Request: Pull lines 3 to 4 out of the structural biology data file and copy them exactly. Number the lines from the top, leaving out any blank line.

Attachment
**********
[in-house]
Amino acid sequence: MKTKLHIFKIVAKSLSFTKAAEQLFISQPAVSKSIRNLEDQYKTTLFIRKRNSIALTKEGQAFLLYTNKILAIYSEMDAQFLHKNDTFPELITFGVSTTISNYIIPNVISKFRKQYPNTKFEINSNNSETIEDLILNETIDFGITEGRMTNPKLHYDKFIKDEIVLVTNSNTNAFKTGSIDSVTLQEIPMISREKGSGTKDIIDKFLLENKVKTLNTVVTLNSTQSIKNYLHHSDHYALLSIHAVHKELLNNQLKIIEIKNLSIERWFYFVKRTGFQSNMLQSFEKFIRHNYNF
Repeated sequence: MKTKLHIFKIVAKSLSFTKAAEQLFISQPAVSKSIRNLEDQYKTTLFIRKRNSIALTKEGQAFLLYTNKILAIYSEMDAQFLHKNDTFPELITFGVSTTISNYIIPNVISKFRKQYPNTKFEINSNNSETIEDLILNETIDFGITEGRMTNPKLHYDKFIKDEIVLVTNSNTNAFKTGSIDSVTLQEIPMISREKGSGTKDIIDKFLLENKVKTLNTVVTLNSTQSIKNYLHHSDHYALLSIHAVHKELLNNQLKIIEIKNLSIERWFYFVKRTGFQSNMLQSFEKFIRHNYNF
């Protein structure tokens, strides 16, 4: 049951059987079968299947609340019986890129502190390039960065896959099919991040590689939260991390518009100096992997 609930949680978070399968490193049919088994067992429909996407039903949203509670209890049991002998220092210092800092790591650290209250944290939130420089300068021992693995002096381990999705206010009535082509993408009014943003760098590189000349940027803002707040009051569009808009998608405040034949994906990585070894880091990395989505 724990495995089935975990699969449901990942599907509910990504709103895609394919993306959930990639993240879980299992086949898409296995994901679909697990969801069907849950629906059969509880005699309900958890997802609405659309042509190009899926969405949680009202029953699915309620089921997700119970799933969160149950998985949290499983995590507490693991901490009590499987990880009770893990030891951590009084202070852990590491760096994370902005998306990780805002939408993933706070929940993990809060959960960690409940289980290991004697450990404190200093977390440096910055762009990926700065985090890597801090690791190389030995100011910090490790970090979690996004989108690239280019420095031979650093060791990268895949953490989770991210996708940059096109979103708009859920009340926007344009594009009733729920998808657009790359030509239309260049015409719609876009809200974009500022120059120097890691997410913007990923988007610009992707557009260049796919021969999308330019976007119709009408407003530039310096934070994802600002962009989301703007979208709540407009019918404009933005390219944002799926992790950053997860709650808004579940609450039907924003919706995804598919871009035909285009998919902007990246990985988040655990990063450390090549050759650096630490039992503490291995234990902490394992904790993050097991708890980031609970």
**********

Repeated sequence: MKTKLHIFKIVAKSLSFTKAAEQLFISQPAVSKSIRNLEDQYKTTLFIRKRNSIALTKEGQAFLLYTNKILAIYSEMDAQFLHKNDTFPELITFGVSTTISNYIIPNVISKFRKQYPNTKFEINSNNSETIEDLILNETIDFGITEGRMTNPKLHYDKFIKDEIVLVTNSNTNAFKTGSIDSVTLQEIPMISREKGSGTKDIIDKFLLENKVKTLNTVVTLNSTQSIKNYLHHSDHYALLSIHAVHKELLNNQLKIIEIKNLSIERWFYFVKRTGFQSNMLQSFEKFIRHNYNF
């Protein structure tokens, strides 16, 4: 049951059987079968299947609340019986890129502190390039960065896959099919991040590689939260991390518009100096992997 609930949680978070399968490193049919088994067992429909996407039903949203509670209890049991002998220092210092800092790591650290209250944290939130420089300068021992693995002096381990999705206010009535082509993408009014943003760098590189000349940027803002707040009051569009808009998608405040034949994906990585070894880091990395989505 724990495995089935975990699969449901990942599907509910990504709103895609394919993306959930990639993240879980299992086949898409296995994901679909697990969801069907849950629906059969509880005699309900958890997802609405659309042509190009899926969405949680009202029953699915309620089921997700119970799933969160149950998985949290499983995590507490693991901490009590499987990880009770893990030891951590009084202070852990590491760096994370902005998306990780805002939408993933706070929940993990809060959960960690409940289980290991004697450990404190200093977390440096910055762009990926700065985090890597801090690791190389030995100011910090490790970090979690996004989108690239280019420095031979650093060791990268895949953490989770991210996708940059096109979103708009859920009340926007344009594009009733729920998808657009790359030509239309260049015409719609876009809200974009500022120059120097890691997410913007990923988007610009992707557009260049796919021969999308330019976007119709009408407003530039310096934070994802600002962009989301703007979208709540407009019918404009933005390219944002799926992790950053997860709650808004579940609450039907924003919706995804598919871009035909285009998919902007990246990985988040655990990063450390090549050759650096630490039992503490291995234990902490394992904790993050097991708890980031609970």